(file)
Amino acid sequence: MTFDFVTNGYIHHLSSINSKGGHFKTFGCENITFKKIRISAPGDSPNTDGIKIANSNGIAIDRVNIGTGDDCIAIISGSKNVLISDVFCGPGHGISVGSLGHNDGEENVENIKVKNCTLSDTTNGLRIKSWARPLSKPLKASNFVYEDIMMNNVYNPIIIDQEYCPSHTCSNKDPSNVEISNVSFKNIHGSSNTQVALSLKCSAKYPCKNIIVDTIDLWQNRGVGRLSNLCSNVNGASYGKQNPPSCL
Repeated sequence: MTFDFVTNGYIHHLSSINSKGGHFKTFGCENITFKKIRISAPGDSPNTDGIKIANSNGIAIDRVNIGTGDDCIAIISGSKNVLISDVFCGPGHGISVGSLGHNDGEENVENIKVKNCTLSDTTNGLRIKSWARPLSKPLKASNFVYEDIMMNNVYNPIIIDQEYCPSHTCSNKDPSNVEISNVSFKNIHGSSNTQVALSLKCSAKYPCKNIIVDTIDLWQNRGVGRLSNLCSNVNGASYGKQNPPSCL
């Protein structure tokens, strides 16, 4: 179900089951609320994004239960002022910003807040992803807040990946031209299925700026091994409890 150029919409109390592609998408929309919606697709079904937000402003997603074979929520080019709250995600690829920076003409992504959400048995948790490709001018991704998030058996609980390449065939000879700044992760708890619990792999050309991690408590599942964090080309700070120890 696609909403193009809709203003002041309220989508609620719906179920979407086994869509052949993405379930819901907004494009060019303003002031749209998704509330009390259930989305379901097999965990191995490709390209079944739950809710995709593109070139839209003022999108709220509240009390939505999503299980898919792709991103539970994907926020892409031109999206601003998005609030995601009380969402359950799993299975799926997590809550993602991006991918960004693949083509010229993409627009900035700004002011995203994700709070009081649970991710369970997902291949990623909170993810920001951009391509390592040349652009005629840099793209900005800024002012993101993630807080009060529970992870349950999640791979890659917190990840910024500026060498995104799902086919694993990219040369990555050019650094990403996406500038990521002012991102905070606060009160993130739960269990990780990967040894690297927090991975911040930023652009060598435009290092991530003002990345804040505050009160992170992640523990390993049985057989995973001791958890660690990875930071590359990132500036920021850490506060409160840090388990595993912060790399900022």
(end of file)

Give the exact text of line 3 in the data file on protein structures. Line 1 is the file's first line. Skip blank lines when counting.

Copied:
């Protein structure tokens, strides 16, 4: 179900089951609320994004239960002022910003807040992803807040990946031209299925700026091994409890 150029919409109390592609998408929309919606697709079904937000402003997603074979929520080019709250995600690829920076003409992504959400048995948790490709001018991704998030058996609980390449065939000879700044992760708890619990792999050309991690408590599942964090080309700070120890 696609909403193009809709203003002041309220989508609620719906179920979407086994869509052949993405379930819901907004494009060019303003002031749209998704509330009390259930989305379901097999965990191995490709390209079944739950809710995709593109070139839209003022999108709220509240009390939505999503299980898919792709991103539970994907926020892409031109999206601003998005609030995601009380969402359950799993299975799926997590809550993602991006991918960004693949083509010229993409627009900035700004002011995203994700709070009081649970991710369970997902291949990623909170993810920001951009391509390592040349652009005629840099793209900005800024002012993101993630807080009060529970992870349950999640791979890659917190990840910024500026060498995104799902086919694993990219040369990555050019650094990403996406500038990521002012991102905070606060009160993130739960269990990780990967040894690297927090991975911040930023652009060598435009290092991530003002990345804040505050009160992170992640523990390993049985057989995973001791958890660690990875930071590359990132500036920021850490506060409160840090388990595993912060790399900022």